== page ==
What can I substitute for yogurt?
In this short article, we will provide an answer to the question, “What can I substitute for yogurt?” with an in-depth analysis of yogurt and some best substitutes for yogurt.
What can I substitute for yogurt?
Over the past five years, most of the world’s major economies have reported more than 10% increase in purchase (or sales volume). In the United States, retail sales of yogurt are expected to be at $9 billion in 2017 (1).
You can substitute the below things for yogurt:
· Heavy cream
· Sour cream
· Almond milk
· Greek yogurt
· Cottage cheese
Why do we need to substitute yogurt?
Yogurt, a fermented milk product, is defined as “a product resulting from milk by fermentation with a mixed starter culture consisting of Streptococcus thermophilus and Lactobacillus delbrueckii ssp. bulgaricus.” Although S. thermophilus and L. delbrueckii ssp. bulgaricus are the common yogurt starter bacteria, over the past few decades several other adjunct bacteria have been used in addition to these for production of yogurt (1).
When it comes to enhancing and maintaining a healthy lifestyle, yogurt has been a popular option for many individuals. It’s nutritious, tasty, and easily found in most supermarkets. It can be used in baked items and spicy foods, as well as breakfast staples. However, if you don’t like yogurt or avoid dairy products, there are other alternatives.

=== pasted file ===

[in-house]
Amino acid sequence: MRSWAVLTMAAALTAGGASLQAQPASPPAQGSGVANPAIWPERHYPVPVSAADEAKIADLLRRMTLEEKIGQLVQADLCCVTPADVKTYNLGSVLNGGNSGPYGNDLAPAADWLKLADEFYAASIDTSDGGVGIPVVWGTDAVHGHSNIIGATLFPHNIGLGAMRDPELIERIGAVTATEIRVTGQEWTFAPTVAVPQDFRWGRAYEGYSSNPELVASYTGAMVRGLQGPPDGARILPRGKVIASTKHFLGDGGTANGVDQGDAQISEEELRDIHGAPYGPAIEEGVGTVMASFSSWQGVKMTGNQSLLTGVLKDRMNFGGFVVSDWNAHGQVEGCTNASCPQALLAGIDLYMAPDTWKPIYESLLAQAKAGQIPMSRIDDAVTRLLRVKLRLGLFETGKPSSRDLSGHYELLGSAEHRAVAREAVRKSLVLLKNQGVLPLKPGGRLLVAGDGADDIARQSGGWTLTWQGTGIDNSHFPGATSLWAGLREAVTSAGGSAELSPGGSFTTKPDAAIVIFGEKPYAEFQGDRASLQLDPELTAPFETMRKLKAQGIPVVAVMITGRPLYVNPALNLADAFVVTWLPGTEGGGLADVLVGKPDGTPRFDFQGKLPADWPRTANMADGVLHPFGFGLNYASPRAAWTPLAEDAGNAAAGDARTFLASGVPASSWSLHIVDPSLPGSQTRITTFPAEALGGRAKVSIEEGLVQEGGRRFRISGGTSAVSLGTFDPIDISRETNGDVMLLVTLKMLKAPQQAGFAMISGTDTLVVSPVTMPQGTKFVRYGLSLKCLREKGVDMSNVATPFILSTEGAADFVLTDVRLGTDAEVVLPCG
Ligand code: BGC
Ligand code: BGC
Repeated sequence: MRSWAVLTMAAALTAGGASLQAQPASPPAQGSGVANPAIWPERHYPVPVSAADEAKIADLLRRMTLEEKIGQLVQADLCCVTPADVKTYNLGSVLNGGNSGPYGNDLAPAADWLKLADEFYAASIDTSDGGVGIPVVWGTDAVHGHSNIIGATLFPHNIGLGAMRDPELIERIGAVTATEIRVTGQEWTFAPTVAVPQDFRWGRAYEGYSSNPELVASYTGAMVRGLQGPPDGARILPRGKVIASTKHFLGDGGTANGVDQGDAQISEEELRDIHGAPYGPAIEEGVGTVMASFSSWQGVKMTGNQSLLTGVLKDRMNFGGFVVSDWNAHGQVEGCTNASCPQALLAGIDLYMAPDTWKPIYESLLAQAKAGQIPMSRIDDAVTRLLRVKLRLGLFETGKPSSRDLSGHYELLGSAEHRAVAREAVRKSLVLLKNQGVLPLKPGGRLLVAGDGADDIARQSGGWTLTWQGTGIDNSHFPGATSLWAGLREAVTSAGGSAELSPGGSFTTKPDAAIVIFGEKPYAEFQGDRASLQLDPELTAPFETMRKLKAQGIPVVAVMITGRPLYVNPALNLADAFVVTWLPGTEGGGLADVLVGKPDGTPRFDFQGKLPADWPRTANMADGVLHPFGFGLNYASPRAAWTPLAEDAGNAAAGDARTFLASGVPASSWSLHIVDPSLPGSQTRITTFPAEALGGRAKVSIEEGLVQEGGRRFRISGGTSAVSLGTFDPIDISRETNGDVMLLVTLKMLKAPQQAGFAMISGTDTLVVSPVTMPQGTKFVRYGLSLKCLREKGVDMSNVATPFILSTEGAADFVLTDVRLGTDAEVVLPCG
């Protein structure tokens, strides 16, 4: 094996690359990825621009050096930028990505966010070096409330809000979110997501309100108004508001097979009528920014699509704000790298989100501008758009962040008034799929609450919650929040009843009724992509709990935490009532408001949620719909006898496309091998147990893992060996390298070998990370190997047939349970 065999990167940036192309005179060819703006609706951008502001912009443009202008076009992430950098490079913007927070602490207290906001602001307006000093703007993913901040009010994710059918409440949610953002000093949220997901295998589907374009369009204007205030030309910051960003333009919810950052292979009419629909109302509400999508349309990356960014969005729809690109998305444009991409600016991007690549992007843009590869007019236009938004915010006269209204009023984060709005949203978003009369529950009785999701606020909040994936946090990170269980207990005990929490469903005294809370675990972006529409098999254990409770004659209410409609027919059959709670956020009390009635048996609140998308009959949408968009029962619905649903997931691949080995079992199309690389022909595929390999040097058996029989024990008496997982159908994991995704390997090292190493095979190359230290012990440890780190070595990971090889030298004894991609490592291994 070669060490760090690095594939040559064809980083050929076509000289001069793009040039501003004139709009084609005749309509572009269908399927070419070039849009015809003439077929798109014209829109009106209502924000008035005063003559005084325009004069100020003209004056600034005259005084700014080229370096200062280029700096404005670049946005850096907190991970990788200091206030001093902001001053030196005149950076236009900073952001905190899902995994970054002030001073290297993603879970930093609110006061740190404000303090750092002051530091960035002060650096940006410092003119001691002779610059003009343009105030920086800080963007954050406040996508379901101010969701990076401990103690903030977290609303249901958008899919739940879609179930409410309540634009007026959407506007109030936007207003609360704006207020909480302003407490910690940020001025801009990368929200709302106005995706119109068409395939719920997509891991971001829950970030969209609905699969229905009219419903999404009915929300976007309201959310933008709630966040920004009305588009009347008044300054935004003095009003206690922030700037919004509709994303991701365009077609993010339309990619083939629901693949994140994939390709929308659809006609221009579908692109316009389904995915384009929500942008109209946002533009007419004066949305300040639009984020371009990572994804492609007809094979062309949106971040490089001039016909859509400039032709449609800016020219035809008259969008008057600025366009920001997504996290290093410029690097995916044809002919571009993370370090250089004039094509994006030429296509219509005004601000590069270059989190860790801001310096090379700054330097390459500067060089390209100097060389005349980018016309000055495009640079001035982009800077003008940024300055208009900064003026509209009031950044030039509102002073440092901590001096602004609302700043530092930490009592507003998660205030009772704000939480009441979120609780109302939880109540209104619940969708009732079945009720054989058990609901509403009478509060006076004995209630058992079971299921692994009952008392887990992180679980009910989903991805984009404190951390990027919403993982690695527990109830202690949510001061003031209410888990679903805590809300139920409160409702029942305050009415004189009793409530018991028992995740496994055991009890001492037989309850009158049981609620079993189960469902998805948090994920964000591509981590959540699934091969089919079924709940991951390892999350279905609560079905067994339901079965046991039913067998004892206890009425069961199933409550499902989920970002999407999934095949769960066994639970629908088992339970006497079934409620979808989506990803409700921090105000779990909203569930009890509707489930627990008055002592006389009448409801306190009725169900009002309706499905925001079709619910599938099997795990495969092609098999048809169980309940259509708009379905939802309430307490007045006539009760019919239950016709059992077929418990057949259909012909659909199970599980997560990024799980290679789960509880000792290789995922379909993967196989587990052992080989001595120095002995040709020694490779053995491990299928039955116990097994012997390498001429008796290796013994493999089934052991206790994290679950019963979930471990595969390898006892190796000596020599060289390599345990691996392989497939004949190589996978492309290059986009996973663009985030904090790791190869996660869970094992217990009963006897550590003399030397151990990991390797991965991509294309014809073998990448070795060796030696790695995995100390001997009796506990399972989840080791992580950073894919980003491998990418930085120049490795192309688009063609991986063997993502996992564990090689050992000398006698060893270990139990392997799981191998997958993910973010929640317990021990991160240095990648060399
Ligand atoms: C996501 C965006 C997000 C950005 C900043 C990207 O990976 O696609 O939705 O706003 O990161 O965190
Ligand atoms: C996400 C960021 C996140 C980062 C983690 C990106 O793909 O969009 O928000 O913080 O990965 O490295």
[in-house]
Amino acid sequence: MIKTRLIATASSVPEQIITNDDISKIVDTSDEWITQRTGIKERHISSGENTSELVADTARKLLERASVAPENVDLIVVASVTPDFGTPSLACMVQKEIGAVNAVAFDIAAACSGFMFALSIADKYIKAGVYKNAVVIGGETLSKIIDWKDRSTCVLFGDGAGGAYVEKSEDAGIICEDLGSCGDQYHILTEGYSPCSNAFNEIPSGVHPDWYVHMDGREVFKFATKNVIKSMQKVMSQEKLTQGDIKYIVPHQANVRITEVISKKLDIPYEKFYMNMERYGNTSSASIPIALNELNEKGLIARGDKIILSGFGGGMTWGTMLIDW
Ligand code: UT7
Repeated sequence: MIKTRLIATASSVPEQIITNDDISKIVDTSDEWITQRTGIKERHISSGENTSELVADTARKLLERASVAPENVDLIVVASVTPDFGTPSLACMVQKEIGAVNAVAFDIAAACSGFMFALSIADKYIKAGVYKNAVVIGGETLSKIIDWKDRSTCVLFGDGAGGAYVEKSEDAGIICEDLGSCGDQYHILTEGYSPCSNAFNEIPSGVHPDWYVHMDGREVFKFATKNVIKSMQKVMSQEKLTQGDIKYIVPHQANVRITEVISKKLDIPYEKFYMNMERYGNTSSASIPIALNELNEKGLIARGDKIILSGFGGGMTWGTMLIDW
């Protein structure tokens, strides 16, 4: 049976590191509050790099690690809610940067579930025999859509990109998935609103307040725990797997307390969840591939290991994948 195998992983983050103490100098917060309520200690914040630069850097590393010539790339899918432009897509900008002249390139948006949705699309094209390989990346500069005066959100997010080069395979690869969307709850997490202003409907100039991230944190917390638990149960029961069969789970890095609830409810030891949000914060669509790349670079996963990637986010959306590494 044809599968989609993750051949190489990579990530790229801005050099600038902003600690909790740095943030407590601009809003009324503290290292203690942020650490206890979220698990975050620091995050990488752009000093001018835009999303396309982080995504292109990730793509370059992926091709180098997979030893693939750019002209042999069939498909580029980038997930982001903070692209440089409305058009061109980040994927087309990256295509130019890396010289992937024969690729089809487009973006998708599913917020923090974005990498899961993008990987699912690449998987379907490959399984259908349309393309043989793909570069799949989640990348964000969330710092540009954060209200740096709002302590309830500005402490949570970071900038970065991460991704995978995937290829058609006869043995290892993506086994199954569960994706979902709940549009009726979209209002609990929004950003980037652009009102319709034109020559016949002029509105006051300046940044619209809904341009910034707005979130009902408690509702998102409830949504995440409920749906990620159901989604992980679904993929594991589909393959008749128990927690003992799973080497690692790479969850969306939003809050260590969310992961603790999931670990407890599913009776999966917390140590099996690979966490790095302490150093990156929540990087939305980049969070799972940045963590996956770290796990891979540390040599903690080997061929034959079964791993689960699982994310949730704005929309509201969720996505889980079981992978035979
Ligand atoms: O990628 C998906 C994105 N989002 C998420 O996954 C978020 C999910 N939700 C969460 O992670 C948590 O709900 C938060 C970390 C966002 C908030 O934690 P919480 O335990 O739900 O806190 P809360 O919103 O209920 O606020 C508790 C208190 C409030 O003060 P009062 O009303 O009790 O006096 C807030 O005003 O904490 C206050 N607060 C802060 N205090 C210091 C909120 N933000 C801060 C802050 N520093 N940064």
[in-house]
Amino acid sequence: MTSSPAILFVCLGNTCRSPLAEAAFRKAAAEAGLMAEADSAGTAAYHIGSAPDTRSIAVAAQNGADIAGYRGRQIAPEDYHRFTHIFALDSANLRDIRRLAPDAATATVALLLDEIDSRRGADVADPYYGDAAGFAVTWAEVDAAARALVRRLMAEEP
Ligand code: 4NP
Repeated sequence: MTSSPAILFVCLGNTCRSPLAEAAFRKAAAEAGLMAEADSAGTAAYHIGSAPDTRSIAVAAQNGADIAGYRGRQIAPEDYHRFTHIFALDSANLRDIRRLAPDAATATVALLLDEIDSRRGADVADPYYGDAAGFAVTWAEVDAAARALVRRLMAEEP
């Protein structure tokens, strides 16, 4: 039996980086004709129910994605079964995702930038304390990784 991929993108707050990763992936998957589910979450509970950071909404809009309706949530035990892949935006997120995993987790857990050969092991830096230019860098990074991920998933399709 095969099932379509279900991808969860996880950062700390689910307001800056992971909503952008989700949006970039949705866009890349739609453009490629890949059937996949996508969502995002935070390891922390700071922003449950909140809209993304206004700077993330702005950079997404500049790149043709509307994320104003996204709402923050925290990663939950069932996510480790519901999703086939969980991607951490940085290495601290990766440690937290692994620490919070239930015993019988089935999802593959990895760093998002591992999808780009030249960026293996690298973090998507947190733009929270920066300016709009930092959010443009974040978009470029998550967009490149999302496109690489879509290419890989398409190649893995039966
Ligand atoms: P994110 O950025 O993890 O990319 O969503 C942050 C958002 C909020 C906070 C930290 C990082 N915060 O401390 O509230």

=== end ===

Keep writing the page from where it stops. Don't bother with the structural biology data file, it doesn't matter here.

What is the best substitute for yogurt?
If you want to make salad dressing or sandwich spread, mayo is a great option for plain yogurt. Fresh whole eggs are used to make mayo, which gives it a high protein content.
Mayonnaise is an emulsified oil in water semisolid food, containing vegetable oil, acidulant, egg yolk, and other ingredients, which contains not less than 65% by weight of vegetable oil and not less than 2.5% by weight acidity, calculated as acetic acid (2).
Buttermilk is identical to yogurt, but if you want to take things a step further and add tanginess to your dish, buttermilk is the way to go. It’s best to use buttermilk instead of yogurt while creating pancakes, cakes, muffins, or even brownies.
Buttermilk is the product that remains when fat is removed from milk or cream in the process of churning into butter. Cultured buttermilk is prepared by souring buttermilk, or more commonly skim milk, with a suitable culture that produces a desirable taste and aroma. It is used as a beverage, as an ingredient in baked goods, and in dressings (2). It contains lactic acid bacteria which contribute basically to develop taste, flavor, and shelf life and are related to health benefits (1).
When using buttermilk instead of yogurt, it’s a good idea to add a pinch of baking soda to the dry ingredients. This will improve your baked item in rising and achieving the desired texture.